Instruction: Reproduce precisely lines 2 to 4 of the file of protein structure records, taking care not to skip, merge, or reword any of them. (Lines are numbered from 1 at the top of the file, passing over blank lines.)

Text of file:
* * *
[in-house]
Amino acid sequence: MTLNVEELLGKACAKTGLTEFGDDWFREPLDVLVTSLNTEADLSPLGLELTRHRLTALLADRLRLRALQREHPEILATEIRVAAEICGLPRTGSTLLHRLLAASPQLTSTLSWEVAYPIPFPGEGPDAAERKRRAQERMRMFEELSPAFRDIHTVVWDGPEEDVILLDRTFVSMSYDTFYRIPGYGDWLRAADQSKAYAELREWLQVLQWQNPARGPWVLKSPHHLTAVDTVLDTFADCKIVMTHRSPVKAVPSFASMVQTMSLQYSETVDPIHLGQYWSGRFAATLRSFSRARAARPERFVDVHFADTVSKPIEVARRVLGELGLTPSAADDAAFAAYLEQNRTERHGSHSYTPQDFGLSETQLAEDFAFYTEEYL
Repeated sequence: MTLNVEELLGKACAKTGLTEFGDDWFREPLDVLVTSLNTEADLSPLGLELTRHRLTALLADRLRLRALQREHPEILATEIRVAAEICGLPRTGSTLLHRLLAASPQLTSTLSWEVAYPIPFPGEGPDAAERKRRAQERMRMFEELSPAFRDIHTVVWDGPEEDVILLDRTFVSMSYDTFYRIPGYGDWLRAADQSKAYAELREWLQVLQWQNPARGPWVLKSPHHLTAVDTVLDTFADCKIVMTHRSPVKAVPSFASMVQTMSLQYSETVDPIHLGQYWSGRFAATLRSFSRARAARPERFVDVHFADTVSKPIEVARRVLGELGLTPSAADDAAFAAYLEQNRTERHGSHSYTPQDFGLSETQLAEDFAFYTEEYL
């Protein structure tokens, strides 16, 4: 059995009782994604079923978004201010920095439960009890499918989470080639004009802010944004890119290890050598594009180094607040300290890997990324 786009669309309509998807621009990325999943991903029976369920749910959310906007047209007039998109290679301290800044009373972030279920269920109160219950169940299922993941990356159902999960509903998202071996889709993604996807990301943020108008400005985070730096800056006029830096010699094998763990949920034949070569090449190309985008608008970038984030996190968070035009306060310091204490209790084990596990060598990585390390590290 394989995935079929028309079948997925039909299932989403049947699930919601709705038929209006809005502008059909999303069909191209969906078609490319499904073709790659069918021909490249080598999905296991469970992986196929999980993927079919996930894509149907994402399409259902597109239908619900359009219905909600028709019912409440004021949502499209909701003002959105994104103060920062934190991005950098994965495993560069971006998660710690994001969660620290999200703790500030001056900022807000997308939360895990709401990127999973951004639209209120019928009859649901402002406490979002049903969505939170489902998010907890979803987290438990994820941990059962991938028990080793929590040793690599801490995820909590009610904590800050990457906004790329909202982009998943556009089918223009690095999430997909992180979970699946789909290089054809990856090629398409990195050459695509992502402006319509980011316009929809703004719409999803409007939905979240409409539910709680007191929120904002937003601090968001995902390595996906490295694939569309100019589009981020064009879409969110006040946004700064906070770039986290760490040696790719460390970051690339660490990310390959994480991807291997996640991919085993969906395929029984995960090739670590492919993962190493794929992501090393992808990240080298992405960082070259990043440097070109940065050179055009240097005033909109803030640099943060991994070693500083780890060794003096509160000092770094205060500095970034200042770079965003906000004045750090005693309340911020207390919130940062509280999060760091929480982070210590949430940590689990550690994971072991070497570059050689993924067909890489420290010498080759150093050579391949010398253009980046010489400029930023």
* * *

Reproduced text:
Amino acid sequence: MTLNVEELLGKACAKTGLTEFGDDWFREPLDVLVTSLNTEADLSPLGLELTRHRLTALLADRLRLRALQREHPEILATEIRVAAEICGLPRTGSTLLHRLLAASPQLTSTLSWEVAYPIPFPGEGPDAAERKRRAQERMRMFEELSPAFRDIHTVVWDGPEEDVILLDRTFVSMSYDTFYRIPGYGDWLRAADQSKAYAELREWLQVLQWQNPARGPWVLKSPHHLTAVDTVLDTFADCKIVMTHRSPVKAVPSFASMVQTMSLQYSETVDPIHLGQYWSGRFAATLRSFSRARAARPERFVDVHFADTVSKPIEVARRVLGELGLTPSAADDAAFAAYLEQNRTERHGSHSYTPQDFGLSETQLAEDFAFYTEEYL
Repeated sequence: MTLNVEELLGKACAKTGLTEFGDDWFREPLDVLVTSLNTEADLSPLGLELTRHRLTALLADRLRLRALQREHPEILATEIRVAAEICGLPRTGSTLLHRLLAASPQLTSTLSWEVAYPIPFPGEGPDAAERKRRAQERMRMFEELSPAFRDIHTVVWDGPEEDVILLDRTFVSMSYDTFYRIPGYGDWLRAADQSKAYAELREWLQVLQWQNPARGPWVLKSPHHLTAVDTVLDTFADCKIVMTHRSPVKAVPSFASMVQTMSLQYSETVDPIHLGQYWSGRFAATLRSFSRARAARPERFVDVHFADTVSKPIEVARRVLGELGLTPSAADDAAFAAYLEQNRTERHGSHSYTPQDFGLSETQLAEDFAFYTEEYL
């Protein structure tokens, strides 16, 4: 059995009782994604079923978004201010920095439960009890499918989470080639004009802010944004890119290890050598594009180094607040300290890997990324 786009669309309509998807621009990325999943991903029976369920749910959310906007047209007039998109290679301290800044009373972030279920269920109160219950169940299922993941990356159902999960509903998202071996889709993604996807990301943020108008400005985070730096800056006029830096010699094998763990949920034949070569090449190309985008608008970038984030996190968070035009306060310091204490209790084990596990060598990585390390590290 394989995935079929028309079948997925039909299932989403049947699930919601709705038929209006809005502008059909999303069909191209969906078609490319499904073709790659069918021909490249080598999905296991469970992986196929999980993927079919996930894509149907994402399409259902597109239908619900359009219905909600028709019912409440004021949502499209909701003002959105994104103060920062934190991005950098994965495993560069971006998660710690994001969660620290999200703790500030001056900022807000997308939360895990709401990127999973951004639209209120019928009859649901402002406490979002049903969505939170489902998010907890979803987290438990994820941990059962991938028990080793929590040793690599801490995820909590009610904590800050990457906004790329909202982009998943556009089918223009690095999430997909992180979970699946789909290089054809990856090629398409990195050459695509992502402006319509980011316009929809703004719409999803409007939905979240409409539910709680007191929120904002937003601090968001995902390595996906490295694939569309100019589009981020064009879409969110006040946004700064906070770039986290760490040696790719460390970051690339660490990310390959994480991807291997996640991919085993969906395929029984995960090739670590492919993962190493794929992501090393992808990240080298992405960082070259990043440097070109940065050179055009240097005033909109803030640099943060991994070693500083780890060794003096509160000092770094205060500095970034200042770079965003906000004045750090005693309340911020207390919130940062509280999060760091929480982070210590949430940590689990550690994971072991070497570059050689993924067909890489420290010498080759150093050579391949010398253009980046010489400029930023």